SheydaParticipantJuly 14, 2014 at 3:57 pmPost count: 2
So, I’m 22-years old and have been going crazy trying to figure out why I haven’t felt well in years. I think it all started back in high school when an SNP was turned on from major stress, and then propagated when I took antibiotics for acne (only 2 months). However, that started a whirlwind of symptoms, which I first cut out dairy, then gluten, then other foods. I became extremely ill my sophomore year (lethargy, parasites, H.Pylori, unbalanced hormones, adrenal fatigue, IBS, irritability, brain fog, mood swings).
Luckily, none of it had an effect on how I did in school, but I look back often and wonder how I did it. I’ve lead an pretty healthy lifestyle (never drinking in college, extremely healthy diet, minimal exercise). Although, I feel better, I still feel like I am not all here. In fact, I have this intense fear (worsened by my inability to deal with anxiety) that I will lead a very limited life, and that I will die early on. I still deal with acne (although, not as bad) and my hair has begun to thin (probably due to increased adrenal fatigue and stress). The mood swings and inability to sleep are also intense right now. I recently took the 23andme test to find out that I have some mutations that will make treatment a little difficult in my eyes. I was wondering if there was anyone that could help me interpret the results into a treatment plan, or any guidance at all really. I fear that I have too many that are difficult to deal with? So, if anyone could offer emotional support in that sense that would be a blessing as well. I just need to know that it can get better, and that I won’t have to limit sulfur foods & protein forever mainly because of the CBS mutation (although they are bad for the mutation, they are necessary for life). I just want to know that I can live a long, happy life not always having to worry about my health. I am already petite, at 4’11′ and 94 lbs. I don’t want to cut everything out, and drop weight and cause adrenal stress again.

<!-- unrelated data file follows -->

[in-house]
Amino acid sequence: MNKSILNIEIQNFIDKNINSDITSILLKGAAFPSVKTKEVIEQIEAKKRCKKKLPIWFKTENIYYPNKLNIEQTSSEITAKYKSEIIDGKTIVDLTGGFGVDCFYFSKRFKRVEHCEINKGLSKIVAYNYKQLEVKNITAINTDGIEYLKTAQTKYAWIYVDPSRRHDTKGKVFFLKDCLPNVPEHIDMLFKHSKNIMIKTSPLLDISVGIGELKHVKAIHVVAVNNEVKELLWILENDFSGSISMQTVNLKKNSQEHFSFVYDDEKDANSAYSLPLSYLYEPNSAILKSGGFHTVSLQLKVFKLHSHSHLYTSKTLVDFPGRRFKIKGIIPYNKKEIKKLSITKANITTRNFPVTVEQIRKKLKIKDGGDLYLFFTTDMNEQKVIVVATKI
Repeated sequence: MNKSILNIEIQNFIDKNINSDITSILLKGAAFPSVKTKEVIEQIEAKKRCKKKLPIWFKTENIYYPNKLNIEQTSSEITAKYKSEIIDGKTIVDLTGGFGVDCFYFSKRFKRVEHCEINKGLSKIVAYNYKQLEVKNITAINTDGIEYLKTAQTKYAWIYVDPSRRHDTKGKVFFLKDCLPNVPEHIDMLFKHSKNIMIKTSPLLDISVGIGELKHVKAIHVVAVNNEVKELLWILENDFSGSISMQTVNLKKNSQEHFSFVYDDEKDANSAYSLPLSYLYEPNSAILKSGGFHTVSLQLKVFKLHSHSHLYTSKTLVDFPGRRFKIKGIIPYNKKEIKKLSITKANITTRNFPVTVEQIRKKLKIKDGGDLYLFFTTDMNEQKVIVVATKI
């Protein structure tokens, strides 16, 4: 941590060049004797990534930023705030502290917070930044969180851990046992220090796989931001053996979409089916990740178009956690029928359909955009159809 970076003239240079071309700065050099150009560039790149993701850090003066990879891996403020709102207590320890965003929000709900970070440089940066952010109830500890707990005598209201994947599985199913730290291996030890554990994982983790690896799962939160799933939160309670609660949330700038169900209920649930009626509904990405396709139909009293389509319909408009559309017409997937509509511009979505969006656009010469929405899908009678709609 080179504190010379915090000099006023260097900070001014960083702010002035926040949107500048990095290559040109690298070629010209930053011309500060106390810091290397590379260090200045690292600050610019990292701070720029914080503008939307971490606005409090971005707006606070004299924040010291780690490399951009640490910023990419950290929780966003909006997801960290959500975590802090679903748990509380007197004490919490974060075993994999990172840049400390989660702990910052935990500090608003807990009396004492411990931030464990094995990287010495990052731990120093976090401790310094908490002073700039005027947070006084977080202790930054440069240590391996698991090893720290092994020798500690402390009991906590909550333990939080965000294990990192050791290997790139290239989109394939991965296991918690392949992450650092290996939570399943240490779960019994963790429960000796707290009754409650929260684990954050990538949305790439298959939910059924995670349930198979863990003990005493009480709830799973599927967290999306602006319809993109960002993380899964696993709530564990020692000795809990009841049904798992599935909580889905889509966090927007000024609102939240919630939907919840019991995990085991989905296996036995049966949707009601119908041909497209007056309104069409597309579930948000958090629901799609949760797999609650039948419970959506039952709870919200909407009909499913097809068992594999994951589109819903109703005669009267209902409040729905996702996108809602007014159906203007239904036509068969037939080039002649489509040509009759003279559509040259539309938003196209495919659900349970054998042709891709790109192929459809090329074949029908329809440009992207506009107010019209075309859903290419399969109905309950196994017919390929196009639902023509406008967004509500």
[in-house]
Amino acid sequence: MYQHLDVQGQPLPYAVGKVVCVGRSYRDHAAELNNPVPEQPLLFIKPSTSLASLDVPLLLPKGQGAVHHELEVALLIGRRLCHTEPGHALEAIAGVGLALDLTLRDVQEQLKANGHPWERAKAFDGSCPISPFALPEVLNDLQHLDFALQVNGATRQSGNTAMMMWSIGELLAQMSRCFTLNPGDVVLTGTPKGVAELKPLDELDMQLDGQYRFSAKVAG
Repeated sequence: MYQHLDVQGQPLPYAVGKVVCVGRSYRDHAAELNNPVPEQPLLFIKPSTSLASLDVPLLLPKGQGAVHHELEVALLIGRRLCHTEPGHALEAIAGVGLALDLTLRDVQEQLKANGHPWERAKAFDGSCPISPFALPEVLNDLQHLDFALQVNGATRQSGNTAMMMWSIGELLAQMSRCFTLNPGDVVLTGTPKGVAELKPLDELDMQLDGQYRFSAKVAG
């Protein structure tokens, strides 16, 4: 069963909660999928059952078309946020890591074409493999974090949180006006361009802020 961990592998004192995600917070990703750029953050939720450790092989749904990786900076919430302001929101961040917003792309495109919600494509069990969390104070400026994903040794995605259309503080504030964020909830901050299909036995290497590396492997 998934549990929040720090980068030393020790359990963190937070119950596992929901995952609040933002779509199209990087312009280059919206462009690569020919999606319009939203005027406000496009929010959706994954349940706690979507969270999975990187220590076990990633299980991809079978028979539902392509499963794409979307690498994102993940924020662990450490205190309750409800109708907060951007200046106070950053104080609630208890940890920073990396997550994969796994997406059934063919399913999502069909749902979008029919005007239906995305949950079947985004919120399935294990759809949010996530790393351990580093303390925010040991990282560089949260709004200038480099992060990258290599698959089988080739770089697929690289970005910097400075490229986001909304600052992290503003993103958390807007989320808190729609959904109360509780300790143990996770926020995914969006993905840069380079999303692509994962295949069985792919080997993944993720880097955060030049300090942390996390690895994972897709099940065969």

Homo (This is the one I’m worried about)
CBSCynthia SmithParticipantJuly 15, 2014 at 11:01 pmPost count: 206
Hi Sheyda, COMT SNPs (4 lane highway) became too slow once your estrogen levels began to rise and needed 8 lanes. Also, CSB C699T is likely generating ammonia.
I received your VM and will email you back to set up appointment. Cynthia
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